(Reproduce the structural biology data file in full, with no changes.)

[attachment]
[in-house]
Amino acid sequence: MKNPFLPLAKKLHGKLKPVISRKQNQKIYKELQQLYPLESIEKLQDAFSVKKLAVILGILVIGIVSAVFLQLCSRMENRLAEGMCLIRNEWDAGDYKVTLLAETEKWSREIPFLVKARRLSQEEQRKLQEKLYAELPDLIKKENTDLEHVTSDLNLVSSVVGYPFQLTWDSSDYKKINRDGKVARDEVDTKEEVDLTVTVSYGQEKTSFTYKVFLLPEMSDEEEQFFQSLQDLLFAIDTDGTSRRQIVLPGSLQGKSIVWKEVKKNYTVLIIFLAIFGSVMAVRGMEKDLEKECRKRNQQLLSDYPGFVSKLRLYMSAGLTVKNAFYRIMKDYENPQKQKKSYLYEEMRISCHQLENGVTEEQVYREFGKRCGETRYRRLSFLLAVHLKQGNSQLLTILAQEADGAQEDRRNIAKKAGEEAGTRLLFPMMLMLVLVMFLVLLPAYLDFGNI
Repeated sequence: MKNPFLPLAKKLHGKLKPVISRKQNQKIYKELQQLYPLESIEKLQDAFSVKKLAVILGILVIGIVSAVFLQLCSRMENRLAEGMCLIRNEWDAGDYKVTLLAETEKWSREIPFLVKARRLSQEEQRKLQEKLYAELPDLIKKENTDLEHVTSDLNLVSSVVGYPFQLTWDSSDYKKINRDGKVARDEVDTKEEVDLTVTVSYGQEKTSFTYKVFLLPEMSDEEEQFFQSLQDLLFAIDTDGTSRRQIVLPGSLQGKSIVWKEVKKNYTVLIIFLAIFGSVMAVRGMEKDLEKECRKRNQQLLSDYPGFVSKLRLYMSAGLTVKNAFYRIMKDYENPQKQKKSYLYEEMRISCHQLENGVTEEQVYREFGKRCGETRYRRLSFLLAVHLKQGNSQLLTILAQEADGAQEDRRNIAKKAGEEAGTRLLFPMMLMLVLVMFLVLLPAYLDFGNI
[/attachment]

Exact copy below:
[in-house]
Amino acid sequence: MKNPFLPLAKKLHGKLKPVISRKQNQKIYKELQQLYPLESIEKLQDAFSVKKLAVILGILVIGIVSAVFLQLCSRMENRLAEGMCLIRNEWDAGDYKVTLLAETEKWSREIPFLVKARRLSQEEQRKLQEKLYAELPDLIKKENTDLEHVTSDLNLVSSVVGYPFQLTWDSSDYKKINRDGKVARDEVDTKEEVDLTVTVSYGQEKTSFTYKVFLLPEMSDEEEQFFQSLQDLLFAIDTDGTSRRQIVLPGSLQGKSIVWKEVKKNYTVLIIFLAIFGSVMAVRGMEKDLEKECRKRNQQLLSDYPGFVSKLRLYMSAGLTVKNAFYRIMKDYENPQKQKKSYLYEEMRISCHQLENGVTEEQVYREFGKRCGETRYRRLSFLLAVHLKQGNSQLLTILAQEADGAQEDRRNIAKKAGEEAGTRLLFPMMLMLVLVMFLVLLPAYLDFGNI
Repeated sequence: MKNPFLPLAKKLHGKLKPVISRKQNQKIYKELQQLYPLESIEKLQDAFSVKKLAVILGILVIGIVSAVFLQLCSRMENRLAEGMCLIRNEWDAGDYKVTLLAETEKWSREIPFLVKARRLSQEEQRKLQEKLYAELPDLIKKENTDLEHVTSDLNLVSSVVGYPFQLTWDSSDYKKINRDGKVARDEVDTKEEVDLTVTVSYGQEKTSFTYKVFLLPEMSDEEEQFFQSLQDLLFAIDTDGTSRRQIVLPGSLQGKSIVWKEVKKNYTVLIIFLAIFGSVMAVRGMEKDLEKECRKRNQQLLSDYPGFVSKLRLYMSAGLTVKNAFYRIMKDYENPQKQKKSYLYEEMRISCHQLENGVTEEQVYREFGKRCGETRYRRLSFLLAVHLKQGNSQLLTILAQEADGAQEDRRNIAKKAGEEAGTRLLFPMMLMLVLVMFLVLLPAYLDFGNI